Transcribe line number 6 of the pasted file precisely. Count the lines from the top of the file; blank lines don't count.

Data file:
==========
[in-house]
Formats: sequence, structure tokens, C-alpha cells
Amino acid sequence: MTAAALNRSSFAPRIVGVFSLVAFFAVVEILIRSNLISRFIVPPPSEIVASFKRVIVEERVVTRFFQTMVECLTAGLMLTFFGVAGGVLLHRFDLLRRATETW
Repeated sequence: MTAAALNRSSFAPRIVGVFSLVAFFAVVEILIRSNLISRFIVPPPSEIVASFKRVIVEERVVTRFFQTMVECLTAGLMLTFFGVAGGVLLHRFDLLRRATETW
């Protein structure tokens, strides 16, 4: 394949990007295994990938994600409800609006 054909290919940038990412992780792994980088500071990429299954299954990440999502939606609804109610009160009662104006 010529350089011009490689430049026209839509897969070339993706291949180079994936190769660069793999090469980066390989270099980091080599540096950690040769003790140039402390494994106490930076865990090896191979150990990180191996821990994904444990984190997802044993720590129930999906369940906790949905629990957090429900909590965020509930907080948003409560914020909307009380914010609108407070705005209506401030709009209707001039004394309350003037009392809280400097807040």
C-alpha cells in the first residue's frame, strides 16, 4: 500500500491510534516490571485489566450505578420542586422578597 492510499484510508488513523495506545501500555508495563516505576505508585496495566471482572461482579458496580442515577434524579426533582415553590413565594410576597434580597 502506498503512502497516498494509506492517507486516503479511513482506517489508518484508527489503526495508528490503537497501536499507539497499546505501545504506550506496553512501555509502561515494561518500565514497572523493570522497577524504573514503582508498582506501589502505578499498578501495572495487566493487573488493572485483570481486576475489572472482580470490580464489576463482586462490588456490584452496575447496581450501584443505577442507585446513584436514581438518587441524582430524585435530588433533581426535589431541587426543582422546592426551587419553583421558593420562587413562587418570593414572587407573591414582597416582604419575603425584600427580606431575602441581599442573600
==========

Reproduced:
C-alpha cells in the first residue's frame, strides 16, 4: 500500500491510534516490571485489566450505578420542586422578597 492510499484510508488513523495506545501500555508495563516505576505508585496495566471482572461482579458496580442515577434524579426533582415553590413565594410576597434580597 502506498503512502497516498494509506492517507486516503479511513482506517489508518484508527489503526495508528490503537497501536499507539497499546505501545504506550506496553512501555509502561515494561518500565514497572523493570522497577524504573514503582508498582506501589502505578499498578501495572495487566493487573488493572485483570481486576475489572472482580470490580464489576463482586462490588456490584452496575447496581450501584443505577442507585446513584436514581438518587441524582430524585435530588433533581426535589431541587426543582422546592426551587419553583421558593420562587413562587418570593414572587407573591414582597416582604419575603425584600427580606431575602441581599442573600